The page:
2017 sets another high point for fuel efficiency with a bumper crop of hybrids, turbo-diesels, and small-displacement vehicles that will knock your socks off. Not only do these highly efficient cars deliver great gas mileage, many are exceptionally rewarding to drive and stylish to boot.
While the brand new Hyundai Ioniq swipes the top spot from the Toyota Prius, the Kia Niro, Honda Accord Hybrid, and Chevrolet Malibu Hybrid are roomy and packed with creature comforts.
2017 Hyundai Ioniq Hybrid
Here’s our list of the Top Fifty Cars of 2017 with Great MPGs (without a plug) …
Fleet vehicles use a whopping amount of fuel. The Federal Highway Administration estimates that the average delivery truck travels approximately 13,000 miles per year, a police car slightly over 15,000 miles, and a light truck nearly 12,000 miles. Multiply those numbers by the size of each fleet and the numbers roll up.
Whether it’s a police cruiser, an appliance repair truck, or an executive transport coach, optimizing idle settings is key to slashing overall fleet fuel consumption. The average fleet vehicle spends a monumental amount of time idling. A fleet manager can see a substantial reduction in fuel costs by implementing some simple changes. Yet it’s rarely done.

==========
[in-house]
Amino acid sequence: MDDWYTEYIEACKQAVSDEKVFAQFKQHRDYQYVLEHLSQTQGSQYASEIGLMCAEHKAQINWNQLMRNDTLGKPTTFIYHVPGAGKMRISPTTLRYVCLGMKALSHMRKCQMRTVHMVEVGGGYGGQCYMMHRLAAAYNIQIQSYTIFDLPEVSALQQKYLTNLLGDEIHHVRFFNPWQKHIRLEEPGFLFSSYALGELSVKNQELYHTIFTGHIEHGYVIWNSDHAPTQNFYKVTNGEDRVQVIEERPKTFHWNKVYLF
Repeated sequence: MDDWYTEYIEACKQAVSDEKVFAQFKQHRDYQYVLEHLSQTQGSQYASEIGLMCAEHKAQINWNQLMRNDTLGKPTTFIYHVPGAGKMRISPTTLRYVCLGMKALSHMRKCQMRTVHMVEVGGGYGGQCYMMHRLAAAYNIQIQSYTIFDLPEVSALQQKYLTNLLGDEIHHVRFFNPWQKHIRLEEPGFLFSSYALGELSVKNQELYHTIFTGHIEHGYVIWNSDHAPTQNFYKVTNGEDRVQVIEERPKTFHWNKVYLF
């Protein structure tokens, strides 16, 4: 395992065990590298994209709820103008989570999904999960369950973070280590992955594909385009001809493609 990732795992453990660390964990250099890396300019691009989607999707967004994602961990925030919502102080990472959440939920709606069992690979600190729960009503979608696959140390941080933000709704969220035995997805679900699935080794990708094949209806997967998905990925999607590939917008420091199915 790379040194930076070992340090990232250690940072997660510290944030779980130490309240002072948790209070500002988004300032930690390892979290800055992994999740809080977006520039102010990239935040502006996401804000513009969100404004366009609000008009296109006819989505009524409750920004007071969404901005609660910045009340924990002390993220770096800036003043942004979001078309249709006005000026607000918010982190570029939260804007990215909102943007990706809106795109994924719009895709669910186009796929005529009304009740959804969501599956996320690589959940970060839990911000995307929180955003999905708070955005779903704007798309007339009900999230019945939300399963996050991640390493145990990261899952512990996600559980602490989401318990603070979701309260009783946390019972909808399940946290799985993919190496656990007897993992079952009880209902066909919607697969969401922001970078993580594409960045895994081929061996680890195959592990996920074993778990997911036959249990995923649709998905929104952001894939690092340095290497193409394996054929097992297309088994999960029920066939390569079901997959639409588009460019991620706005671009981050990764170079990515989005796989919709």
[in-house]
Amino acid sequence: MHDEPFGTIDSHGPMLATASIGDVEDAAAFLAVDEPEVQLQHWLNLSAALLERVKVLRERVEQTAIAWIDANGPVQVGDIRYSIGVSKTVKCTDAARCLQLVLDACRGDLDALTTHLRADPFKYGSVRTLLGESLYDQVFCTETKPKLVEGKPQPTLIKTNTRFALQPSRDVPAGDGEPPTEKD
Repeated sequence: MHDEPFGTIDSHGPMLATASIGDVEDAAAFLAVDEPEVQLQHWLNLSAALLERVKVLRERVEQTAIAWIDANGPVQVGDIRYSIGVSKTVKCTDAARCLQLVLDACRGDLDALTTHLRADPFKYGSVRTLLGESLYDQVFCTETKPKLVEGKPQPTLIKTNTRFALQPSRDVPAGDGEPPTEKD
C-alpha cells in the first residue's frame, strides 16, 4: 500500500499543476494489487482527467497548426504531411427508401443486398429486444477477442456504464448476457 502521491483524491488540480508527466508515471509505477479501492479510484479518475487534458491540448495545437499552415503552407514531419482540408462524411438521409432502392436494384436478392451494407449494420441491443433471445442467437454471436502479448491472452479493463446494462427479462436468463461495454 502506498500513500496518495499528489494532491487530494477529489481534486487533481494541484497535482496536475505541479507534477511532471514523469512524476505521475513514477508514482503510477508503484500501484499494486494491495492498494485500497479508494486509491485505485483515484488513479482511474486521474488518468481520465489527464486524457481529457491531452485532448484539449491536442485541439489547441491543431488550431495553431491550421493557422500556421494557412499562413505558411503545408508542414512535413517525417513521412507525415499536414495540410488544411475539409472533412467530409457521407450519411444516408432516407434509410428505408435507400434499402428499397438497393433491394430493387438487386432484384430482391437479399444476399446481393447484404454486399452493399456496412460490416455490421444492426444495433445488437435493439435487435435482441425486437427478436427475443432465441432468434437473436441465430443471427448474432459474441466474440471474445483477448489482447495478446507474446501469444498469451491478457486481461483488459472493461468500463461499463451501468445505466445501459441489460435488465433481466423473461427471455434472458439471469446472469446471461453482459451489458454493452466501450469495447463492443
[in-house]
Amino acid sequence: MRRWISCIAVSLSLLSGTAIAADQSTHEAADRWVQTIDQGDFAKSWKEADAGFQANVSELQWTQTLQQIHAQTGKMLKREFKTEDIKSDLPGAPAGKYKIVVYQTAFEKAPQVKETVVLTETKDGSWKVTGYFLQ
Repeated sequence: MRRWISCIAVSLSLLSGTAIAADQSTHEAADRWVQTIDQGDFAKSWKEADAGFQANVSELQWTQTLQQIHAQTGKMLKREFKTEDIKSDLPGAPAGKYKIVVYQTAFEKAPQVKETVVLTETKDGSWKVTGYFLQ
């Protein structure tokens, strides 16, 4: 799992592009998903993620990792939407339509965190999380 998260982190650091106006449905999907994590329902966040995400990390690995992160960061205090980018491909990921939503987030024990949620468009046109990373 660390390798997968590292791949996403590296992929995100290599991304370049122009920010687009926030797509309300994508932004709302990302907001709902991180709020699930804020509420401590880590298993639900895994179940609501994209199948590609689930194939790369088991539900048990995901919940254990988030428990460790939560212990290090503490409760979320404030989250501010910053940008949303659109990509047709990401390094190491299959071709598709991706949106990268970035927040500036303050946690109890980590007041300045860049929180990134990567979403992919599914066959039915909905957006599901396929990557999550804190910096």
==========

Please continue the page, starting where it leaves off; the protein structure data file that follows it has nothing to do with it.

When Chevrolet first rolled out a Malibu Hybrid back in 2008, it was referred to as a “mild hybrid” with fuel economy ratings of 26 city / 34 highway miles per gallon. At the time, it presented little competition to the hybrid fuel economy leading Toyota Prius. Flash forward to the present day and it’s a very different story. The 2016 Chevrolet Malibu Hybrid is a contender, with EPA ratings of 47 city / 46 highway. I spent a week with the Malibu Hybrid producing two videos and was very impressed. This first video is a backroad/small town hybrid “stunt drive” where I use a conservative driving approach to ascertain the hybrid drive train’s potential for high MPGs:
I am a road-test editor by trade. Testing fuel-efficiency is a key part of my job. It seems odd that the EPA, NHTSA and CARB have teamed up on TAR, but that the DOE and USDA have been left out.
The Oak Ridge National Labs work on this topic is crucial. The world’s largest automobile manufacturers are all turning to highly-efficient downsized, down-speeded small displacement forced-induction engines. They produce more power with less weight.
Modern forced induction small-displacement engines LOVE high-octane low-carbon fuel. The most cost-effective way to achieve high-octane is with ethanol.
I have begun fuel efficiency testing with E15 fuel. My first E10 vs E15 test with a turbocharged 1.4-liter 2017 Hyundai Elantra Eco produced remarkable results:
Adding a front lip was one of the first aero modifications I made to my 1999 Honda Civic HX Coupe (a.k.a. SLAMBO). I used heavy duty agricultural plastic to get the job done, cutting down a sheet of bamboo root barrier. Bamboo root barrier comes in a variety of widths and weights. The lighter the weight, the easier it is to make the bends. You won’t find it locally, though, and it tends to be expensive. Most folks use lawn edging like this Five-inch wide Master Mark Plastic Landscape Edging. I’m not sure if this stuff is too heavy to make tight bends, but it looks similar to the material that Mighty Car Mods used in their recent D-I-Y Lip episode.